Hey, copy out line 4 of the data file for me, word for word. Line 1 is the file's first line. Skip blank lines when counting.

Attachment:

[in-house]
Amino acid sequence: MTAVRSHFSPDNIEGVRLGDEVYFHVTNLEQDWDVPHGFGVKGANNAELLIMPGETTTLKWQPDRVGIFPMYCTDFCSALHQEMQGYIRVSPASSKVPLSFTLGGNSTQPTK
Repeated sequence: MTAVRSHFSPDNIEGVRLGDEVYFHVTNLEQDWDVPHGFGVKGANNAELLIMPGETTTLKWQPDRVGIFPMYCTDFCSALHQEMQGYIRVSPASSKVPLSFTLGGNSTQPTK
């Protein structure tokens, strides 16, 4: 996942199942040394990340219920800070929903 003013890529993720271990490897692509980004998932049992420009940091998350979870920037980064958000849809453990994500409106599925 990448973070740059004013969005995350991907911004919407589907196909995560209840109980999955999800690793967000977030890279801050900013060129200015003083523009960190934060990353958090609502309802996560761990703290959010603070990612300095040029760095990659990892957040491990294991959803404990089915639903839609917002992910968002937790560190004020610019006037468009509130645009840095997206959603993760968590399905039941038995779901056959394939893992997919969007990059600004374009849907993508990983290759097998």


């Protein structure tokens, strides 16, 4: 996942199942040394990340219920800070929903 003013890529993720271990490897692509980004998932049992420009940091998350979870920037980064958000849809453990994500409106599925 990448973070740059004013969005995350991907911004919407589907196909995560209840109980999955999800690793967000977030890279801050900013060129200015003083523009960190934060990353958090609502309802996560761990703290959010603070990612300095040029760095990659990892957040491990294991959803404990089915639903839609917002992910968002937790560190004020610019006037468009509130645009840095997206959603993760968590399905039941038995779901056959394939893992997919969007990059600004374009849907993508990983290759097998």